Muscadine Jam Recipe

I went to an event with my best friend that I enjoyed so much that I had to share the experience and the muscadine jam recipe that I made afterward! Gardeners, foodies, and families looking for something new to do will enjoy this U Pick Muscadine vineyard during the month of August.

What I enjoy most about gardening is getting to eat what I grow. So of course, any opportunity to check out fruit or vegetables that someone else is growing is a fun experience for me!

U Pick Muscadine Experience

I saw this event posted on social media for U Pick Muscadines. Thompson’s Nursery and Vineyard is located in Valrico, FL, and muscadine picking is open to the public during August. The location was easy to get to and the vineyard was well maintained for visitors to go strolling through the rows and picking the different varieties that they had.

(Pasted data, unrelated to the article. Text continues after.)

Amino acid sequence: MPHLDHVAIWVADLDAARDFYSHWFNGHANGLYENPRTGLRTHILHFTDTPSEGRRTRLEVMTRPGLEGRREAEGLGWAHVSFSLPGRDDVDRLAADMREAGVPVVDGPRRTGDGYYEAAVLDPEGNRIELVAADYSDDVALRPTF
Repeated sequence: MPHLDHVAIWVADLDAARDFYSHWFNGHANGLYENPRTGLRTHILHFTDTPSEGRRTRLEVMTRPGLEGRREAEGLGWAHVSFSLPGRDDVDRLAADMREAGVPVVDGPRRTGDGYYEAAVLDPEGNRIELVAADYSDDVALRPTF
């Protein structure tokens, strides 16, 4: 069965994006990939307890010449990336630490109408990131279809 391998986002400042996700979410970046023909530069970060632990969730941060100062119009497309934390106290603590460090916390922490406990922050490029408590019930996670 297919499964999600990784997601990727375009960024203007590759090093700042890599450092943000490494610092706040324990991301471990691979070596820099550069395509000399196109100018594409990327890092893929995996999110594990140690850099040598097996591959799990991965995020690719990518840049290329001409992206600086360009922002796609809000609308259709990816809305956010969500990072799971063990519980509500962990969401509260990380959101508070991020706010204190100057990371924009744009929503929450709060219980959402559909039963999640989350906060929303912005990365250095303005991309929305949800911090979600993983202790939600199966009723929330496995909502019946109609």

Having never had muscadines before, I wasn’t sure what to expect. My best friend was super excited, recalling his childhood of growing up in Alabama and eating these off the vine. I was surprised at the flavor, and how different they are from table grapes you buy at the grocery store. They’re both sweet and tart. The thick skins come off easily and are easy to chew. I thought the thick skins meant they’d be tough, but they weren’t.

 
The whole muscadine is edible except for the 3-4 seeds in the center. I personally preferred the flavor of the dark red ones, but I picked a handful of the lighter ones as well.
I enjoyed the overall experience and would recommend this to anyone who likes muscadines. Or someone who has never had muscadines and would like to try something new. I ended up getting 2 pounds and a fun experience to share. The only bad part of the experience was that I didn’t get more! I’ll be getting a whole lot more next year for my muscadine jam recipe!